No one mention the way stackoverflow works, if the user has something to win (here reptutation) when becoming a register user and if the login process is as simple as giving an email address, then that's a win-win situation in wich the user is happy to login and vote, and you're happy to have him registered and voting things (and only once per question).

Jeff Atwood wrote an article about the "login barrier", wich may give you clues.

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I once created a voting system for a contest. I was restricted from limiting votes by IP due to the fact that multiple people would be legitimately voting from the same IPs. As such, I went with the email confirmation method, requiring each voter to input an email address which a confirmation link was sent to, which, once clicked, would activate their vote and prevent additional votes using that address.

It did not work well. People created hundreds of false email addresses on various free sites.

What did work in the runoff vote, somewhat surprisingly, was adding the email address/vote pairs to a database but not immediately sending the confirmation emails out. Instead, I had a cron job send the batch of them every 15 minutes or so. This adds an additional complication for people registering many addresses, as they have to either leave them all open or remember the login info for each of them at some point in the future.

Of course, still easily bypassed for someone motivated enough, but it seemed to work well in this case.

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You already named all usable solutions. ;) It's your task to decide now.

I'd recommend combining an IP and cookie check.

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Cookies are under control of the client, and therefore easy to avert. Not recommendable IMO. –  Treb Feb 21 '09 at 11:02

There's no accurate way to avoid multiple votes from the same user, even if they don't delete cookies, they can use another browser, or another computer.

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I think you should register user before he up / down vote. You can get a little piece of information from the user to get registered, so he does not bored or break his registeration. Afterwards he can update his account if he wants. IMHO this is the best solution.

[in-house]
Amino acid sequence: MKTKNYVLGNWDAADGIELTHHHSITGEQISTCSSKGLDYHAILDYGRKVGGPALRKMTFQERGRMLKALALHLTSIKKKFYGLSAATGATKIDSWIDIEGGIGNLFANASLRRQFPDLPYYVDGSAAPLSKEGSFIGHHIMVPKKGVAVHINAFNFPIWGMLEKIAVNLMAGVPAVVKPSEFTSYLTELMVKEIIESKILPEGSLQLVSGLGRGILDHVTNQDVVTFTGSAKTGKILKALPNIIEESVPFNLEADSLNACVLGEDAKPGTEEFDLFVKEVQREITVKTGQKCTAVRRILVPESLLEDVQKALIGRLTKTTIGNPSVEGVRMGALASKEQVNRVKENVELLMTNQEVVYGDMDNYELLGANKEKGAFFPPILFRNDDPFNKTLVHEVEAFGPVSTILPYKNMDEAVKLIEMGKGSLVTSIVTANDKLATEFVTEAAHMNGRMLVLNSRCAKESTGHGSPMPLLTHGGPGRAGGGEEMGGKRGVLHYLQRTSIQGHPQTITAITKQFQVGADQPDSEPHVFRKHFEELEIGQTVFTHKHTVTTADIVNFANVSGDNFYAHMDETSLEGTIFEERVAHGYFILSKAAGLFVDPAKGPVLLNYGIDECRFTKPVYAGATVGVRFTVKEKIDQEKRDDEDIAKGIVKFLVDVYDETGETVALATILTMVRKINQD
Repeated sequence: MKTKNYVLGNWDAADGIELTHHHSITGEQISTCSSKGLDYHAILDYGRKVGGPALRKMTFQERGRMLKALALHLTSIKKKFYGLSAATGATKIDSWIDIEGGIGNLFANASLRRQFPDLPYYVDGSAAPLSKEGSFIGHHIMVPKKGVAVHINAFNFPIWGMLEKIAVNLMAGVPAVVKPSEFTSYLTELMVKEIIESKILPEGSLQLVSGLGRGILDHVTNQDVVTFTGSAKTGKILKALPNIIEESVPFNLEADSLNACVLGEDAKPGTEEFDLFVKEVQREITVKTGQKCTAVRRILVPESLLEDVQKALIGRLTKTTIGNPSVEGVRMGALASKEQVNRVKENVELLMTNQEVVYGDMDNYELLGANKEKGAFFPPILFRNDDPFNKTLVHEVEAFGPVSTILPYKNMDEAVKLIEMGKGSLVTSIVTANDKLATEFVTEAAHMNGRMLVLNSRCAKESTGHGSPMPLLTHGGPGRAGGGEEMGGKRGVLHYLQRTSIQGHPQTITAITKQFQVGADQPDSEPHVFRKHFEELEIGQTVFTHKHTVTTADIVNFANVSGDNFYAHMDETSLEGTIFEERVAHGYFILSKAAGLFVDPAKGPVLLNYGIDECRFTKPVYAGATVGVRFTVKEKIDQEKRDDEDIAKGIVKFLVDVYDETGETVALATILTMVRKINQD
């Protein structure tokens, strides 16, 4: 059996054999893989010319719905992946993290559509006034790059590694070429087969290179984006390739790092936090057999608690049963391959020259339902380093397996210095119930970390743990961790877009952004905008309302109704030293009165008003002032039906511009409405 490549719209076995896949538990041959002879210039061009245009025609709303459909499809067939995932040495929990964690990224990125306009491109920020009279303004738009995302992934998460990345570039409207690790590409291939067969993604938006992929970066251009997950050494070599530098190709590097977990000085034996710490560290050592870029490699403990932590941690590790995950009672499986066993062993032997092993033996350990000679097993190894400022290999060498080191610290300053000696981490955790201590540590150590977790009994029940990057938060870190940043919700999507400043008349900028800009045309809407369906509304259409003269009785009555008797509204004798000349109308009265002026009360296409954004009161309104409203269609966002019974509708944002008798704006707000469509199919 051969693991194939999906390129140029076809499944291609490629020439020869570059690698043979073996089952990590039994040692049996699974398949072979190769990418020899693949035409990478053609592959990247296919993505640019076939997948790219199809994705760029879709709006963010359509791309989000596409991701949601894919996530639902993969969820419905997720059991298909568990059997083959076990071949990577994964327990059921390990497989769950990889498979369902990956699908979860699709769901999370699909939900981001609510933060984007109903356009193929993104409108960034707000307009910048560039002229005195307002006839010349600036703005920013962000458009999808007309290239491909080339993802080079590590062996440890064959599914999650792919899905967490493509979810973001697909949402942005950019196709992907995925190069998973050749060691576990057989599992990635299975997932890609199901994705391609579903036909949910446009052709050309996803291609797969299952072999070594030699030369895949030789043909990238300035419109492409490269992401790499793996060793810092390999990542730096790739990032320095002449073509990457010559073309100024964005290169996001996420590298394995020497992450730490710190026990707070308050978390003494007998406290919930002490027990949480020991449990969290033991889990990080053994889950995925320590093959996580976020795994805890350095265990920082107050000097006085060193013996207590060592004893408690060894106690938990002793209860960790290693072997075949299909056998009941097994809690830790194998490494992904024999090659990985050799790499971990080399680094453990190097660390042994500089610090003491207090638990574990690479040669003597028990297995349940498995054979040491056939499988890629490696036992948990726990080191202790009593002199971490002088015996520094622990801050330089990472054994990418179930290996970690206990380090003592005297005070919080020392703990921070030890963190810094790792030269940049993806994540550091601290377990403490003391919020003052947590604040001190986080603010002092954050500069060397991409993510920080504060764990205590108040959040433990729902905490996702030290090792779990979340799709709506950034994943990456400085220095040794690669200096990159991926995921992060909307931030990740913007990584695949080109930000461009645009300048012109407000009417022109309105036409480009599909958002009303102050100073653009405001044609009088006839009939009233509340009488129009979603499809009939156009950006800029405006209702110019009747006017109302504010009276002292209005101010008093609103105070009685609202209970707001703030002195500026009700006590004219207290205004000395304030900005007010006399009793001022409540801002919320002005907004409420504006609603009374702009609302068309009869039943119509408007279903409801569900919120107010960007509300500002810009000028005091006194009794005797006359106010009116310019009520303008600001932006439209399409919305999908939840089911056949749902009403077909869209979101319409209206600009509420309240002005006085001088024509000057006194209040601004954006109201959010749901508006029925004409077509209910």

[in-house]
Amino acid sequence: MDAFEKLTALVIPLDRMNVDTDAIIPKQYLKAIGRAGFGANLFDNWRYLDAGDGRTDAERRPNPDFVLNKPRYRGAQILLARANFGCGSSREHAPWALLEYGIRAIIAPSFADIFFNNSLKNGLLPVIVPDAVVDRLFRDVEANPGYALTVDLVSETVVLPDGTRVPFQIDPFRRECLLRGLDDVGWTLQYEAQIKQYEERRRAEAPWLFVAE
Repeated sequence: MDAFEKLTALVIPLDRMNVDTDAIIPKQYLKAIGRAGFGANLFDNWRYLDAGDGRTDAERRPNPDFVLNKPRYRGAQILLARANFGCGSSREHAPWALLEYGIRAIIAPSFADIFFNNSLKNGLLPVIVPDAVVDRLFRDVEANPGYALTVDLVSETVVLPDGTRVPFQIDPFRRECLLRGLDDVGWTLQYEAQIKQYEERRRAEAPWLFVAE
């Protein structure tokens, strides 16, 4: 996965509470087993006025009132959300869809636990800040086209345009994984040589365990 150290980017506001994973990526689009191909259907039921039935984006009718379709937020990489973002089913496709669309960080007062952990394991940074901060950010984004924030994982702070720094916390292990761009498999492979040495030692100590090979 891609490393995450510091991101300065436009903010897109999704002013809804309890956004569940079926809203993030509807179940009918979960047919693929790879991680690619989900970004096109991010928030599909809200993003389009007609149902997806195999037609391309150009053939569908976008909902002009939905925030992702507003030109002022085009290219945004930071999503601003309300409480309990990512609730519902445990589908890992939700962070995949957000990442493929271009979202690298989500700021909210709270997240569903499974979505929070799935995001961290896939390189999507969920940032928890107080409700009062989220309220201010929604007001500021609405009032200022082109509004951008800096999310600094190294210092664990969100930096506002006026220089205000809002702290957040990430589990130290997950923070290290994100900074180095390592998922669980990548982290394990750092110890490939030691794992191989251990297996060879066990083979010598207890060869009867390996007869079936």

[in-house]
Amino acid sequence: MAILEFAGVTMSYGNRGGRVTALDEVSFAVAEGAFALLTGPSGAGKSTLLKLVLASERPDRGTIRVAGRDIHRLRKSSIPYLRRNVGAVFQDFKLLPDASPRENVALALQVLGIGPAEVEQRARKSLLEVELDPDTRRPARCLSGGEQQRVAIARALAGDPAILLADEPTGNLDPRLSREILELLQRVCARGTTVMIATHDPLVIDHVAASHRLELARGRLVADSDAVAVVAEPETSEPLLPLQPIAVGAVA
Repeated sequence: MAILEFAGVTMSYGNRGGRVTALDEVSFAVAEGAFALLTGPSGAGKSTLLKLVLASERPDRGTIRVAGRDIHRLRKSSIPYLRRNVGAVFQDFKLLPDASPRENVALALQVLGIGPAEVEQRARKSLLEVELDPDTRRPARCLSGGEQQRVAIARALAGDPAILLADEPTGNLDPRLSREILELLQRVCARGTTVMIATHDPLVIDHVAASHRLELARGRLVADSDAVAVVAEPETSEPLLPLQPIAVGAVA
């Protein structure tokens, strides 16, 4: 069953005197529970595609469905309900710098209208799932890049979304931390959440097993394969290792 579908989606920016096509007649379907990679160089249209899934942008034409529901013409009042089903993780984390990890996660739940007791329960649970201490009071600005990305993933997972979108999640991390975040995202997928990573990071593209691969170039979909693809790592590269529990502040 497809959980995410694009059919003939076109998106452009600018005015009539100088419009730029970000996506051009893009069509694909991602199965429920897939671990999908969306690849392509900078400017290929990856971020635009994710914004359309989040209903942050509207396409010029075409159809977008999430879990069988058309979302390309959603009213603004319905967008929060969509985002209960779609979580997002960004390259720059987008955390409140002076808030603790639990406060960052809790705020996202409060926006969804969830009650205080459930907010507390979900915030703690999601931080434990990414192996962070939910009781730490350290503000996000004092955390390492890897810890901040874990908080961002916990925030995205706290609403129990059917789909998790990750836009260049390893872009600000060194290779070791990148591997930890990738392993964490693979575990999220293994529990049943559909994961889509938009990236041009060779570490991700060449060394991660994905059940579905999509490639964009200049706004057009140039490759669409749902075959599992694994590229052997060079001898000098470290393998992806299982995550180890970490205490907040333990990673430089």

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As has been said there is no 'perfect' solution.

As an attempt at an imperfect solution, how about storing a hash of the IP address and the User agent.

This would mean that different users from a given IP, which have different browser user agents, can still vote.

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Use a cookie-based approach, it is accurate enough for most entertainment-grade polls on the web. Stay away from IP restrictions. This would mean that only one person from larger companies gets to vote and that only one person in a family gets to vote.

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What about those who browse with cookies blocked by default? –  random Mar 14 '09 at 1:12
    
They cannot vote. –  cdonner Mar 14 '09 at 1:25

Also a possibility:

let the user vote and fill out his emailaddress. The user receives a confirmationemail with a link he needs to click in order to confirm his vote.

But this way, the user also has quite some overhead.

Or do this in combination with registered userss (who will not be forced to confirm)

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I've never used a system like this, but try to identify a user by their browser's fingerprint. This jQuery plugin combines screen size, color depth, user timezone, and installed plugins to create a unique ID of a user. Definitely not foolproof, but it's a different approach.